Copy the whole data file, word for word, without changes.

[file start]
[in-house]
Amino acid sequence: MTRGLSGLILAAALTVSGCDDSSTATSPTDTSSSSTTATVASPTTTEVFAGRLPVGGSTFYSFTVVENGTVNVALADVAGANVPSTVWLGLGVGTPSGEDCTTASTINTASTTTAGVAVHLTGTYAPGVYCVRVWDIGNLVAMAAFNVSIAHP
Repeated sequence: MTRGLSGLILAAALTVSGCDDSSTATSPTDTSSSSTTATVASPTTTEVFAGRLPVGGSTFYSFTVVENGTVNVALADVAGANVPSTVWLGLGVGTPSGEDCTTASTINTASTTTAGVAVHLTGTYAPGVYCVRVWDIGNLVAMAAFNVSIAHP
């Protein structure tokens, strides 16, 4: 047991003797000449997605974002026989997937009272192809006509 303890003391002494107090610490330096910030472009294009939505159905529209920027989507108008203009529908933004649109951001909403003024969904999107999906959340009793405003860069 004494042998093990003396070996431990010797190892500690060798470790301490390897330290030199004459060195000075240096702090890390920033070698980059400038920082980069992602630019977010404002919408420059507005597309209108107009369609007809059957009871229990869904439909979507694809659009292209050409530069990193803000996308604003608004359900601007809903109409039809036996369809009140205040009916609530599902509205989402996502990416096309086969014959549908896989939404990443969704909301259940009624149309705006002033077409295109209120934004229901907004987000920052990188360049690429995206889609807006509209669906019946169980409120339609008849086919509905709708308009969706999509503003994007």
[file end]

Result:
[in-house]
Amino acid sequence: MTRGLSGLILAAALTVSGCDDSSTATSPTDTSSSSTTATVASPTTTEVFAGRLPVGGSTFYSFTVVENGTVNVALADVAGANVPSTVWLGLGVGTPSGEDCTTASTINTASTTTAGVAVHLTGTYAPGVYCVRVWDIGNLVAMAAFNVSIAHP
Repeated sequence: MTRGLSGLILAAALTVSGCDDSSTATSPTDTSSSSTTATVASPTTTEVFAGRLPVGGSTFYSFTVVENGTVNVALADVAGANVPSTVWLGLGVGTPSGEDCTTASTINTASTTTAGVAVHLTGTYAPGVYCVRVWDIGNLVAMAAFNVSIAHP
């Protein structure tokens, strides 16, 4: 047991003797000449997605974002026989997937009272192809006509 303890003391002494107090610490330096910030472009294009939505159905529209920027989507108008203009529908933004649109951001909403003024969904999107999906959340009793405003860069 004494042998093990003396070996431990010797190892500690060798470790301490390897330290030199004459060195000075240096702090890390920033070698980059400038920082980069992602630019977010404002919408420059507005597309209108107009369609007809059957009871229990869904439909979507694809659009292209050409530069990193803000996308604003608004359900601007809903109409039809036996369809009140205040009916609530599902509205989402996502990416096309086969014959549908896989939404990443969704909301259940009624149309705006002033077409295109209120934004229901907004987000920052990188360049690429995206889609807006509209669906019946169980409120339609008849086919509905709708308009969706999509503003994007």